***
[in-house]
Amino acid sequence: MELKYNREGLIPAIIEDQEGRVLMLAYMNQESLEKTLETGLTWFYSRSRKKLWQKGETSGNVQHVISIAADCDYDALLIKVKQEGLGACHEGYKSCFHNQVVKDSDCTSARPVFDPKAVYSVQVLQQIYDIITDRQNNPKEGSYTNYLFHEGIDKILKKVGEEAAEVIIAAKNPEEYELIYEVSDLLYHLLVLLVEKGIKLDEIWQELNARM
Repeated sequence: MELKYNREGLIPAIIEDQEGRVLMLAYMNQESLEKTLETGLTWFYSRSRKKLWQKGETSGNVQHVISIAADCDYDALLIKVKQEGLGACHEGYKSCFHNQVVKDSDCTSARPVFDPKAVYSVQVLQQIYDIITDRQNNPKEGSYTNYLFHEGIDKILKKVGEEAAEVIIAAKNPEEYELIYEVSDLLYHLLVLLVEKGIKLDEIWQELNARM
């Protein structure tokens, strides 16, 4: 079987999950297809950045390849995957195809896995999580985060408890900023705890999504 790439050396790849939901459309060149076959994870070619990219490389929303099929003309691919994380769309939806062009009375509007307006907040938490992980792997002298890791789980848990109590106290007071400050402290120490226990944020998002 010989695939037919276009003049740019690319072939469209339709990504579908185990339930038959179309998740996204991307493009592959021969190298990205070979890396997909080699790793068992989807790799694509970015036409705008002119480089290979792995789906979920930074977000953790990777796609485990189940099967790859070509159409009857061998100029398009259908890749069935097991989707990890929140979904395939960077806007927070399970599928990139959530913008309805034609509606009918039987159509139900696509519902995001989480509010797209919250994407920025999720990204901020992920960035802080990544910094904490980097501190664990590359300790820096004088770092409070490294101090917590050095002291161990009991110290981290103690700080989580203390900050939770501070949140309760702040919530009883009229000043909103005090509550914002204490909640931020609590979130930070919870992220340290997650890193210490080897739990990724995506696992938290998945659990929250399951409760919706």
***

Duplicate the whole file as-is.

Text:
[in-house]
Amino acid sequence: MELKYNREGLIPAIIEDQEGRVLMLAYMNQESLEKTLETGLTWFYSRSRKKLWQKGETSGNVQHVISIAADCDYDALLIKVKQEGLGACHEGYKSCFHNQVVKDSDCTSARPVFDPKAVYSVQVLQQIYDIITDRQNNPKEGSYTNYLFHEGIDKILKKVGEEAAEVIIAAKNPEEYELIYEVSDLLYHLLVLLVEKGIKLDEIWQELNARM
Repeated sequence: MELKYNREGLIPAIIEDQEGRVLMLAYMNQESLEKTLETGLTWFYSRSRKKLWQKGETSGNVQHVISIAADCDYDALLIKVKQEGLGACHEGYKSCFHNQVVKDSDCTSARPVFDPKAVYSVQVLQQIYDIITDRQNNPKEGSYTNYLFHEGIDKILKKVGEEAAEVIIAAKNPEEYELIYEVSDLLYHLLVLLVEKGIKLDEIWQELNARM
């Protein structure tokens, strides 16, 4: 079987999950297809950045390849995957195809896995999580985060408890900023705890999504 790439050396790849939901459309060149076959994870070619990219490389929303099929003309691919994380769309939806062009009375509007307006907040938490992980792997002298890791789980848990109590106290007071400050402290120490226990944020998002 010989695939037919276009003049740019690319072939469209339709990504579908185990339930038959179309998740996204991307493009592959021969190298990205070979890396997909080699790793068992989807790799694509970015036409705008002119480089290979792995789906979920930074977000953790990777796609485990189940099967790859070509159409009857061998100029398009259908890749069935097991989707990890929140979904395939960077806007927070399970599928990139959530913008309805034609509606009918039987159509139900696509519902995001989480509010797209919250994407920025999720990204901020992920960035802080990544910094904490980097501190664990590359300790820096004088770092409070490294101090917590050095002291161990009991110290981290103690700080989580203390900050939770501070949140309760702040919530009883009229000043909103005090509550914002204490909640931020609590979130930070919870992220340290997650890193210490080897739990990724995506696992938290998945659990929250399951409760919706």